Steroids inhibit the inflammatory response caused by chemical and mechanical sources of pain. Steroids also work by reducing the activity of the immune system to react to inflammation associated with nerve or tissue damage. A typical immune response is the body generating white blood cells and chemicals to protect it against infection and foreign substances such as bacteria and viruses. Inhibiting the immune response with an epidural steroid injection can reduce the pain associated with inflammation.
Patients with pain in the neck, arm, low back, or leg (sciatica) may benefit from ESI. Specifically, those with the following conditions:
- Spinal stenosis: A narrowing of the spinal canal and nerve root canal can cause back and leg pain, especially when walking.
- Spondylolysis: A weakness or fracture between the upper and lower facets of a vertebra. If the vertebra slips forward (spondylolisthesis), it can compress the nerve roots causing pain.
- Herniated disc: The gel-like material within the disc can bulge or rupture through a weak area in the surrounding wall (annulus). Irritation, pain, and swelling occur when this material squeezes out and comes in contact with a spinal nerve.
- Degenerative disc: A breakdown or aging of the intervertebral disc causing collapse of the disc space, tears in the annulus, and growth of bone spurs.
- Sciatica: Pain that courses along the sciatic nerve in the buttocks and down the legs. It is usually caused by compression of the 5th lumbar or 1st sacral spinal nerve.
- Cysts which are in the facet joint or the nerve root and can expand to squeeze spine structures.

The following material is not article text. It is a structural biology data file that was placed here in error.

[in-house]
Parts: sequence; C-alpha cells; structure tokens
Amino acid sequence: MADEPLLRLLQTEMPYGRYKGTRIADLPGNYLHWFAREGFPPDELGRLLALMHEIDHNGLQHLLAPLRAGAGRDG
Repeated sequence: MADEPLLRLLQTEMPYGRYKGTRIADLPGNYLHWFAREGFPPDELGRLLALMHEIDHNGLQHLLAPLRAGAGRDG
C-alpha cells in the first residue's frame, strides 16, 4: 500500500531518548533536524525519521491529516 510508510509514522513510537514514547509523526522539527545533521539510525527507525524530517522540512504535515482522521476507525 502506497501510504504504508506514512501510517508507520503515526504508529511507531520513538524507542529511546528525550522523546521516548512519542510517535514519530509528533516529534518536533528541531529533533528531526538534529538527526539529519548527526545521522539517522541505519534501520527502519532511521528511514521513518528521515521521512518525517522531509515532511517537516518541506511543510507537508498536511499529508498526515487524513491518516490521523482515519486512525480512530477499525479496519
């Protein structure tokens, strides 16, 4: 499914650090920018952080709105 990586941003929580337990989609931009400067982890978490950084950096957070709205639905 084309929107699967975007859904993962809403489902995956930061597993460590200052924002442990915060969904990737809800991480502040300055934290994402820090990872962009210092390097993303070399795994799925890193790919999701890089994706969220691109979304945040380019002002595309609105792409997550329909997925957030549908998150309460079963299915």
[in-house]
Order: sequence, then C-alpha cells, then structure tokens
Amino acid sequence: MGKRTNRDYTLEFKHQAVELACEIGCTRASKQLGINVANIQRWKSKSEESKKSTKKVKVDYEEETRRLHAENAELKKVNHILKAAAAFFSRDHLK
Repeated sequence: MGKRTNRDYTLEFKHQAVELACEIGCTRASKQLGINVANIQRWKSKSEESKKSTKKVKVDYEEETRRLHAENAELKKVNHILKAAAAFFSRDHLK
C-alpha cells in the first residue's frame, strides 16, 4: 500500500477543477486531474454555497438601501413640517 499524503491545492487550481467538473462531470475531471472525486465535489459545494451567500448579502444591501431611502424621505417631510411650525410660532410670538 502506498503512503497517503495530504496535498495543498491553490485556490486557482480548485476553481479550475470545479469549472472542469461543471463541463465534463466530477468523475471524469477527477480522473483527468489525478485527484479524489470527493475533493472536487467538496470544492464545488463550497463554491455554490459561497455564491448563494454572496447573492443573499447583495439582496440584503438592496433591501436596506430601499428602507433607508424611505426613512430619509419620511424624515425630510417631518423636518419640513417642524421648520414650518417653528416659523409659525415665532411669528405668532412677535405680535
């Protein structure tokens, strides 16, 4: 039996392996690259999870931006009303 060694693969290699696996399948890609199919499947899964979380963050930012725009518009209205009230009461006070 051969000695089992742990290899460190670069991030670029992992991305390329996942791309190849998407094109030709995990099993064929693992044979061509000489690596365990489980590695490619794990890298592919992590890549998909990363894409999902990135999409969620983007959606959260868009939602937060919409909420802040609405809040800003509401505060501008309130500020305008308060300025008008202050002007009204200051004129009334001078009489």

ESI has proven helpful for some patients in the treatment of the above painful inflammatory conditions. ESI can also help determine whether surgery might be beneficial for pain associated with a herniated disc. When symptoms interfere with rehabilitative exercises, epidurals can ease the pain enough so that patients can continue their physical therapy.
ESI should NOT be performed on people who have an infection or have bleeding problems (patient taking blood thinners (Coumadin, etc), or patients with a bleeding problem (hemophilia, etc)). The injection may slightly elevate the blood sugar levels in patients with diabetes. It may also temporarily elevate blood pressure and eye pressure for patients with glaucoma. You should discuss this with your physician.
If you think you may be pregnant or are trying to get pregnant, please tell the doctor. Fluoroscopy x- rays used during the procedure may be harmful to the baby.
Epidural steroid injections should also not be performed on patients whose pain could be related to a spinal tumor. If suspected, an MRI scan should be done prior to the injection to rule out a tumor.
Injections may be done, but with caution, for patients with other potentially problematic conditions such as:
Use of high dose aspirin or other anti-platelet drugs (e.g. Ticlid, Plavix), all of which can cause bleeding from the procedure. These medications should be stopped prior to having an injection.
The doctor who will perform the procedure reviews your medical history and previous imaging studies to plan the best approach for the injections. Be prepared to ask any questions at this appointment.